people infected with zoonosis
Credit: History.com

As They Were In The Past


This is caused by a virus through the bite or scratch from an infected animal, mostly a dog but sometimes a bat. Rabies has been around for as long as 4000 years, and it terrorised humans in the past due to its rather strange symptoms which included fear of water, uncontrolled excitement, confusion and lack of consciousness. This aversion to the disease is perfectly captured in the origin of the word “rabies”, which is madness in Latin. What is most disturbing about this disease is that once the symptoms develop, it cannot be cured even with today’s advanced healthcare system. However, both humans and pets can be vaccinated against the disease. It is estimated that 59,000 people still die annually due to rabies. One can only imagine how many must have died back in the ages when all they had were superstitious beliefs and fruitless attempts at curing using dogs’ hair.

The Bubonic Plague

Unlike rabies whose deadliness is still wrapped in Latin, this plague caused by a bacterium earned itself the nickname The Black Death to depict how it ravaged Europe, Asia and Africa. It is reported that the disease must have reduced the world’s population by a quarter with an estimated death of about 75-200 million. It was a disease that changed the course of history as it had many economic and social implications. The disease is transmitted by fleas that lived on black rats who in turn lived rent-free with humans then. This provided the passage of the disease from rats to humans. The disease symptoms do manifest as headache, vomiting, fever and swollen painful nodes. With antibiotics such as doxycycline, this disease can be cured but back in 1346, it was a deadly disease, that infected corpses were even used in what will be one of the first instances of biological warfare.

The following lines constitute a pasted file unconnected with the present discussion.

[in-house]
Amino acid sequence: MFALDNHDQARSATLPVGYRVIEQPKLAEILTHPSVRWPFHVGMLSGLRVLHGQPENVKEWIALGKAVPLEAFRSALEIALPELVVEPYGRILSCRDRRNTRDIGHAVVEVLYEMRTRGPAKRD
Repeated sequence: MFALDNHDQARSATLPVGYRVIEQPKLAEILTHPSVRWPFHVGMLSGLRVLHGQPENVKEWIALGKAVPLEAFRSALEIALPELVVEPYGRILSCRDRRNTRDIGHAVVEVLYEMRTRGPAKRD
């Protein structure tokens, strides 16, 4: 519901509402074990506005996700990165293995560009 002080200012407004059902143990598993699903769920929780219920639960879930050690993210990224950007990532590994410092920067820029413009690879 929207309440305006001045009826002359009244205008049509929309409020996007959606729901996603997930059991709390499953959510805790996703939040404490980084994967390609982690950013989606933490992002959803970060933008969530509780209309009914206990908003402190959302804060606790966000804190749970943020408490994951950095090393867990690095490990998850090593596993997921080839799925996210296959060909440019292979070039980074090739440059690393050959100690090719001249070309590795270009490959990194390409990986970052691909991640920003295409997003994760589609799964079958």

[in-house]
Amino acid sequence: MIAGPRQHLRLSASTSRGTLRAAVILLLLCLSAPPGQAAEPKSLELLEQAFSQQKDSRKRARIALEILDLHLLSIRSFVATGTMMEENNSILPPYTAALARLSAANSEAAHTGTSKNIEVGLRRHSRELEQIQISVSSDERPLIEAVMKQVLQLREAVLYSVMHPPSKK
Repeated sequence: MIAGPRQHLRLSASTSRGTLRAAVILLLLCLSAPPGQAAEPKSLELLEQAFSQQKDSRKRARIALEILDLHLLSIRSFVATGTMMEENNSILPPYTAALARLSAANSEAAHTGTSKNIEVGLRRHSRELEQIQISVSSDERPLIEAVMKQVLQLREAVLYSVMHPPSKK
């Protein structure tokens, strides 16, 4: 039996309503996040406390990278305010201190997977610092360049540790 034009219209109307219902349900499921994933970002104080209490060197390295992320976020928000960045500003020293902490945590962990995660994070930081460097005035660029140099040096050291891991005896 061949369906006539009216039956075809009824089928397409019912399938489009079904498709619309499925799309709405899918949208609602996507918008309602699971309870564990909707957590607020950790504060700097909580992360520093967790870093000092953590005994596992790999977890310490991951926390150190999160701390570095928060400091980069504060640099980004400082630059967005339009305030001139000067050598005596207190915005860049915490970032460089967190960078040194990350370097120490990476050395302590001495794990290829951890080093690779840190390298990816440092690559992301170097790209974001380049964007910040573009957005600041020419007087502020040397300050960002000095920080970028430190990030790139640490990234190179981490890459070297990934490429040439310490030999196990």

Other prominent zoonotic diseases that were deadly include the several waves of the Spanish flu, caused by a virus transmitted from birds; and Mad Cow disease from cattle, just to keep this list short.

As It Is Now

Recent manifestations of zoonoses have been from viruses crossing from animals such as bats, chimpanzees, pangolins and other animals that humans either eat or use as livestock. Within a decade, we have seen the emergence of prominent zoonoses (Ebola, Middle East Respiratory Syndrome coronavirus, COVID-19 and more). The major contributor to this is human’s actions that consistently disturb the natural habitat of these animals which makes them move closer to our homes and sometimes, it is our attempt to get meat from wild animals that exposes us to the dangers of these diseases. 

In the Not-too-distant Future

With increased agricultural activities, climate change and deforestation, it is predicted that humans are going to experience more zoonoses. This cannot be prevented, at least not with the dilemma of overpopulation and malnutrition in our hands. Our best shot is to be prepared by making wide researches to identify as many potential zoonotic infections as possible. Armed with this knowledge, we can then prepare ahead before the infection occurs. We can also be consoled with the fact that our current and past exposure to these diseases has provided us with the technical and medical know-how on efficient ways of tackling these diseases. These and the humility to listen to experts in this field are the only weapons we can get to tackle the uncertainties that lie ahead because all it will take could be a scratch from a screeching bat before the stage is set for another cycle of a pandemic.